A kind of you.
So. I’m back from Burning Man 2013, with thousands of photos to process. A very difficult and challenging year, but some decent photos turned up.
Here’s a sneak preview of 8 shots! Including a photograph taken inside a burning building, using a homemade enclosure.
Very nicely done. http://lightspin.ca/dance
And if the dubstep-like soundtrack doesn’t work for you, the making-of documentary is a bit calmer.
The super-luxurious mondo giant sized edition of Sebastião Salgado’s new book, Genesis. On display at the Taschen store, London, for his book signing. In case it’s not obvious how huge this book is, those are power sockets down on the floor. It’s 18×27 inches in size.
Gorgeous photos, but I went for the standard merely large edition. More practical, you see.
The British Museum has a fascinating exhibition on right now of Ice Age art - sculptures and artefacts created by our ancient ancestors tens of thousands of years ago. There’s tons of amazing stuff on show, but one of the most fascinating things to me was a simple bone disc.
The disc is carved with a picture of a bovine animal on each side. And there’s a hole in the middle. But the two images on each side line up perfectly.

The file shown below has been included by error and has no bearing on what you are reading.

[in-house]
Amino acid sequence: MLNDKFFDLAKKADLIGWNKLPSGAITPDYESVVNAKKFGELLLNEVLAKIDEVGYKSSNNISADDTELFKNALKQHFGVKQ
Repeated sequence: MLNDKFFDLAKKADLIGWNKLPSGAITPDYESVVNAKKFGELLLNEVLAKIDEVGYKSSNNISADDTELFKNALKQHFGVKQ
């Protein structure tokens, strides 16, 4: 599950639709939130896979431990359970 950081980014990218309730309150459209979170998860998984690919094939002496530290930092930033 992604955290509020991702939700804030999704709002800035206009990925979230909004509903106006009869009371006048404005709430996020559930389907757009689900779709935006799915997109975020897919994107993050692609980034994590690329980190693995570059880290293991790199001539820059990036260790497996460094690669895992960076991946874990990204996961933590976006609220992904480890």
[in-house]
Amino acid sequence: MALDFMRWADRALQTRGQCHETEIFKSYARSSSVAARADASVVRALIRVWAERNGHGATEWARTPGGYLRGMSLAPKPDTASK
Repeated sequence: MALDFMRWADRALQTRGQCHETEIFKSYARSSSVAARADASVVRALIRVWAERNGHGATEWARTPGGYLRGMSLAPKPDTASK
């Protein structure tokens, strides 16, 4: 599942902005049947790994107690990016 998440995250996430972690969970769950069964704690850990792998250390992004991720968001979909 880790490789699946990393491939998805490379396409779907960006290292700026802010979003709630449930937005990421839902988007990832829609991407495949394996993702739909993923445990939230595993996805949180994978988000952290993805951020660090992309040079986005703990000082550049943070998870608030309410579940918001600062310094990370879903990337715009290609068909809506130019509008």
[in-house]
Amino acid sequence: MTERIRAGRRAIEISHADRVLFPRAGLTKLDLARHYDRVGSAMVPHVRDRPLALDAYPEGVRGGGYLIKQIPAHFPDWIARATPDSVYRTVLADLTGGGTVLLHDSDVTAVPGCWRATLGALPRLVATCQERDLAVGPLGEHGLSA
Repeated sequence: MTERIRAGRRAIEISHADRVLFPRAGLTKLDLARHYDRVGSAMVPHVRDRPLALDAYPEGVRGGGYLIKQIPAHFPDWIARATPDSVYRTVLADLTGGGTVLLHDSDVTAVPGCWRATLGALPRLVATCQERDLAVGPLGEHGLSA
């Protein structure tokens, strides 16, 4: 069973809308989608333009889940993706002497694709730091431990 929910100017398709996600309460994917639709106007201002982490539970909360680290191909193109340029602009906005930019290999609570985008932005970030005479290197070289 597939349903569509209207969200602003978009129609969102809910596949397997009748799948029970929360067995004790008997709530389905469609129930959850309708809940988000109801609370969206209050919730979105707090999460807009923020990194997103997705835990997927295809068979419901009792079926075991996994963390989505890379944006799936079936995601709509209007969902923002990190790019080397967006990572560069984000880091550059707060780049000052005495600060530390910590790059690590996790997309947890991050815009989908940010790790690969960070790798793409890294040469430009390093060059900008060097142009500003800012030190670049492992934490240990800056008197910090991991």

So the theory is that this was essentially a really incredibly early thaumatrope. You know the simple trick of drawing a bird on one side of a card and a cage on the other? You then attach the card to two cords and spin it around its axis, and persistence of vision causes the two images to superimpose in our mind, creating the illusion of a caged bird. These were “invented” in the early 1800s.
Apparently not. It seems that persistence of vision was actually being exploited by ancient humans thousands upon thousands of years ago. Amazing.
(note: this isn’t an April Fools Day post - I just happened to visit the museum today!)
Apparently an an ordinary consumer camera, encased in a waterproof diving shell, has survived a 5 year journey across the oceans!
My photos from the Burning Man 2012 festival are now online!
The BBC have a fascinating article posted discussing the very real problem of how our brains can vividly recall events that never happened - based on simple fake photos. A really interesting read!
Self-illuminated. But a crazy 14 hour exposure! Awesome!